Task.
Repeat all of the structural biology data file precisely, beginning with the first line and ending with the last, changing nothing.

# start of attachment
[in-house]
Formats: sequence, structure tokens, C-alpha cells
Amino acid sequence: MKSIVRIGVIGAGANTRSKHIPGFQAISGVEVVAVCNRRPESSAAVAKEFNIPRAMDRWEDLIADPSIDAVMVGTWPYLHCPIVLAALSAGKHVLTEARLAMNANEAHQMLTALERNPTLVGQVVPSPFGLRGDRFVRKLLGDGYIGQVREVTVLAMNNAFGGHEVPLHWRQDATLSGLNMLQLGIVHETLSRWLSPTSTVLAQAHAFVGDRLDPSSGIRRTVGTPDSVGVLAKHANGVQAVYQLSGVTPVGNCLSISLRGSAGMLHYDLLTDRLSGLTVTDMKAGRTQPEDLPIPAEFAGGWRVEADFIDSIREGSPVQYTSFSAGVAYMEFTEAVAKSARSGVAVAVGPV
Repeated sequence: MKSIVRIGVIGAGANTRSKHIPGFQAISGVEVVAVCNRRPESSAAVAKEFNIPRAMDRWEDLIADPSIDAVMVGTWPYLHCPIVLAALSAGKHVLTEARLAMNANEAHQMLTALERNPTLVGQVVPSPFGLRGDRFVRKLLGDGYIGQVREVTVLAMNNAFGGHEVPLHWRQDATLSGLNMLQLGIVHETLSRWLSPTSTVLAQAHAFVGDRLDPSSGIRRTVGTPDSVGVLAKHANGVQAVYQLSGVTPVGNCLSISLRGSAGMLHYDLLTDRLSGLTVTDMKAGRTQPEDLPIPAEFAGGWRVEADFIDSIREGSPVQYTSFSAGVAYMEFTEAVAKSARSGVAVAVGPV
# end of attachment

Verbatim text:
[in-house]
Formats: sequence, structure tokens, C-alpha cells
Amino acid sequence: MKSIVRIGVIGAGANTRSKHIPGFQAISGVEVVAVCNRRPESSAAVAKEFNIPRAMDRWEDLIADPSIDAVMVGTWPYLHCPIVLAALSAGKHVLTEARLAMNANEAHQMLTALERNPTLVGQVVPSPFGLRGDRFVRKLLGDGYIGQVREVTVLAMNNAFGGHEVPLHWRQDATLSGLNMLQLGIVHETLSRWLSPTSTVLAQAHAFVGDRLDPSSGIRRTVGTPDSVGVLAKHANGVQAVYQLSGVTPVGNCLSISLRGSAGMLHYDLLTDRLSGLTVTDMKAGRTQPEDLPIPAEFAGGWRVEADFIDSIREGSPVQYTSFSAGVAYMEFTEAVAKSARSGVAVAVGPV
Repeated sequence: MKSIVRIGVIGAGANTRSKHIPGFQAISGVEVVAVCNRRPESSAAVAKEFNIPRAMDRWEDLIADPSIDAVMVGTWPYLHCPIVLAALSAGKHVLTEARLAMNANEAHQMLTALERNPTLVGQVVPSPFGLRGDRFVRKLLGDGYIGQVREVTVLAMNNAFGGHEVPLHWRQDATLSGLNMLQLGIVHETLSRWLSPTSTVLAQAHAFVGDRLDPSSGIRRTVGTPDSVGVLAKHANGVQAVYQLSGVTPVGNCLSISLRGSAGMLHYDLLTDRLSGLTVTDMKAGRTQPEDLPIPAEFAGGWRVEADFIDSIREGSPVQYTSFSAGVAYMEFTEAVAKSARSGVAVAVGPV